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Vulcan (hypothetical planet)

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Vulcan is a small hypothetical planet that was proposed to exist in an orbit between Mercury and the Sun. [1]

83 relations: Albert Einstein, Apparent magnitude, Apsidal precession, Arthur C. Clarke's Mysterious World, Asteroid, Benjamin Valz, Christian Heinrich Friedrich Peters, Classical mechanics, Comet, Conjunction (astronomy), Denver, Detroit Observatory, Dowling College, Earth, Ecliptic, Edmond Modeste Lescarbault, Elongation (astronomy), Emmanuel Liais, Fictional planets of the Solar System, François Arago, Franz von Gruithuisen, French Academy of Sciences, French people, General relativity, Greenwich Mean Time, Hypothetical moon of Mercury, Isaac Asimov, Isaac Newton, Istanbul, James Craig Watson, Johns Hopkins University Press, Legion of Honour, Lewis A. Swift, List of Mercury-crossing minor planets, List of reported UFO sightings, Mathematician, Mercury (planet), Michigan, Minor planet, Minute and second of arc, Monthly Notices of the Royal Astronomical Society, Nemesis (hypothetical star), Neptune, Newton's law of universal gravitation, Newton's laws of motion, Orbit, Orgères-en-Beauce, Paris, Paris Observatory, Perihelion and aphelion, ..., Planet, Planet Nine, Planets beyond Neptune, Random House, Refracting telescope, Rio de Janeiro, Rochester, New York, Rodolphe Radau, Roman mythology, Semi-major and semi-minor axes, Solar and Heliospheric Observatory, Solar eclipse of July 29, 1878, Solar eclipse of May 29, 1919, STEREO, Sun, Sunspot, Telescope, The New York Times, The Spectator, Theory of relativity, Theta Cancri, Transit (astronomy), Transit of Mercury, Transit of Venus, Turkey, Tyche (hypothetical planet), Urbain Le Verrier, Venus, Volcano, Vulcan (mythology), Vulcanoid, Washington Territory, World Scientific. Expand index (33 more) »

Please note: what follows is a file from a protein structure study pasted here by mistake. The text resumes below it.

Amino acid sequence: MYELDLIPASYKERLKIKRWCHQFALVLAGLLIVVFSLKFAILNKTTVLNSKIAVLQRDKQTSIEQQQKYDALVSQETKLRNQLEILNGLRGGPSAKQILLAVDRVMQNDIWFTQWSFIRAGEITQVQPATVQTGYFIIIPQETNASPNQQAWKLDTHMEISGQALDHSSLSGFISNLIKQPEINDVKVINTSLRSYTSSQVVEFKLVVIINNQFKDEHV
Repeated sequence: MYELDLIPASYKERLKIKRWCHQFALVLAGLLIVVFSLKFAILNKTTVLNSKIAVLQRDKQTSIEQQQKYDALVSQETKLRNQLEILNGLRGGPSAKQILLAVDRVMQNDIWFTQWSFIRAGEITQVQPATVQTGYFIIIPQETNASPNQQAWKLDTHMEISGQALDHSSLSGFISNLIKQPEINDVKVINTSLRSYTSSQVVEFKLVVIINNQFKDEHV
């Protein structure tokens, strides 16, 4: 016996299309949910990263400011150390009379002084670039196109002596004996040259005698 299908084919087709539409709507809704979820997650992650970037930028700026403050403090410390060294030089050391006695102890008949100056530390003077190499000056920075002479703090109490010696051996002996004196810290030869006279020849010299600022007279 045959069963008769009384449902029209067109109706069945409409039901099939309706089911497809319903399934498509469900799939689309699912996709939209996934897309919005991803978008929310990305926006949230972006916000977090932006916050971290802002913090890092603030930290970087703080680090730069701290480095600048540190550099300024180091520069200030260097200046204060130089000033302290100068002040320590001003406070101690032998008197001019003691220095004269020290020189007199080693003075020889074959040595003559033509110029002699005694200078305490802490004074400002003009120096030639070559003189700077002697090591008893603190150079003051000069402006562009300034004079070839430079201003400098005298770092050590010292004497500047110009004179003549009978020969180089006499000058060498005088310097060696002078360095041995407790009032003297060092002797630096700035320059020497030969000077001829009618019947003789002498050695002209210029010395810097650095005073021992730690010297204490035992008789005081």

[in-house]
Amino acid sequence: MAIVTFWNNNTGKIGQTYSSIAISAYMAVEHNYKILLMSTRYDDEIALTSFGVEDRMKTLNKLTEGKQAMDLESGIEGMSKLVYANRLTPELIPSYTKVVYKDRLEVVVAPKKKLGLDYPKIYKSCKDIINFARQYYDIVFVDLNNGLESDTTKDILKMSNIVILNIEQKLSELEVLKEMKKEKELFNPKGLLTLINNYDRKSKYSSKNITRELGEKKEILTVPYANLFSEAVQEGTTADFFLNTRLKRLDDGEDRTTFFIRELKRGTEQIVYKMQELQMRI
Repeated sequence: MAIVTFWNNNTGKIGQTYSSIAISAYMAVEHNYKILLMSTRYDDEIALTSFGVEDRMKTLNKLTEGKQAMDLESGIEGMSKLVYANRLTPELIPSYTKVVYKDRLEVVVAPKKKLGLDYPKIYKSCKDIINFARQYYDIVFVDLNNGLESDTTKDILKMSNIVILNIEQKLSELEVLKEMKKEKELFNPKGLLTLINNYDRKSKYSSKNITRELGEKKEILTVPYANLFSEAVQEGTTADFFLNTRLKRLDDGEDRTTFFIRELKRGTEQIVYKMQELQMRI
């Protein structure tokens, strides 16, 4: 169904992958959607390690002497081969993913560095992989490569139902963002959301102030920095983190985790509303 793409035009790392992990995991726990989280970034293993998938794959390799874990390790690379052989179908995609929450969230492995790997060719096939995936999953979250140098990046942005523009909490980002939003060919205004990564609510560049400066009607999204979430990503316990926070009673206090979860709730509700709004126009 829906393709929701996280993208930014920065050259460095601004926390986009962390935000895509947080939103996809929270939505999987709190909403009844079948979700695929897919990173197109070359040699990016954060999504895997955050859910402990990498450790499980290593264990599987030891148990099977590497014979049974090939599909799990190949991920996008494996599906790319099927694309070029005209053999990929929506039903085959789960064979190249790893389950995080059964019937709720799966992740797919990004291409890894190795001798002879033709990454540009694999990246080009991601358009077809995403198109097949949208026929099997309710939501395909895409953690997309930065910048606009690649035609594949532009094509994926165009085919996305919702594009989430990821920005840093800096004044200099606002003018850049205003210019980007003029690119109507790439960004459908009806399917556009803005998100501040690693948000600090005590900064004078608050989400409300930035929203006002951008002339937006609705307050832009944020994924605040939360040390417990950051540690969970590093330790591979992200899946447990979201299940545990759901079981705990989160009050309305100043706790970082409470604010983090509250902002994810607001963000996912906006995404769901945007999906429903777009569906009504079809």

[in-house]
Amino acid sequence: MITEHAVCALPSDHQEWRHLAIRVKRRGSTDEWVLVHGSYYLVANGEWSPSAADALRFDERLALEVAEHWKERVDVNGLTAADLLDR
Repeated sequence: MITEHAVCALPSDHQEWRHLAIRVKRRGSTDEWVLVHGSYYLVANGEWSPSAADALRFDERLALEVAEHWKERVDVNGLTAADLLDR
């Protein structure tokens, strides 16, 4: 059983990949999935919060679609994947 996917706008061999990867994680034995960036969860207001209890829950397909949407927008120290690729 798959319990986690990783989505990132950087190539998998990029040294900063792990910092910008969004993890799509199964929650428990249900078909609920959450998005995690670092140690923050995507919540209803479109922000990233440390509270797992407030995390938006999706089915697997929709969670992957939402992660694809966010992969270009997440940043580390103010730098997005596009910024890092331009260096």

Albert Einstein

Albert Einstein (14 March 1879 – 18 April 1955) was a German-born theoretical physicist who developed the theory of relativity, one of the two pillars of modern physics (alongside quantum mechanics).

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Apparent magnitude

The apparent magnitude of a celestial object is a number that is a measure of its brightness as seen by an observer on Earth.

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Apsidal precession

In celestial mechanics, apsidal precession or orbital precession is the precession (rotation) of the orbit of a celestial body.

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Arthur C. Clarke's Mysterious World

Arthur C. Clarke's Mysterious World is a thirteen-part British television series looking at unexplained phenomena from around the world.

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Asteroid

Asteroids are minor planets, especially those of the inner Solar System.

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Benjamin Valz

Jean Elias Benjamin Valz (May 27, 1787 – April 22, 1867) was a French astronomer.

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Christian Heinrich Friedrich Peters

Christian Heinrich Friedrich Peters (September 19, 1813 – July 18, 1890) was a German–American astronomer, and a pioneer in the study of asteroids.

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Classical mechanics

Classical mechanics describes the motion of macroscopic objects, from projectiles to parts of machinery, and astronomical objects, such as spacecraft, planets, stars and galaxies.

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Comet

A comet is an icy small Solar System body that, when passing close to the Sun, warms and begins to release gases, a process called outgassing.

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Conjunction (astronomy)

In astronomy, a conjunction occurs when two astronomical objects or spacecraft have either the same right ascension or the same ecliptic longitude, usually as observed from Earth.

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Denver

Denver, officially the City and County of Denver, is the capital and most populous municipality of the U.S. state of Colorado.

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Detroit Observatory

The Detroit Observatory is located on the corner of Observatory and Ann streets in Ann Arbor, Michigan.

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Dowling College

Dowling College was a private co-educational college in Long Island, New York, United States.

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Earth

Earth is the third planet from the Sun and the only astronomical object known to harbor life.

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Ecliptic

The ecliptic is the circular path on the celestial sphere that the Sun follows over the course of a year; it is the basis of the ecliptic coordinate system.

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Edmond Modeste Lescarbault

Edmond Modeste Lescarbault (1814, Châteaudun - 1894), was a French doctor and an amateur astronomer, best remembered for his 1859 supposed observation of the non-existent planet Vulcan.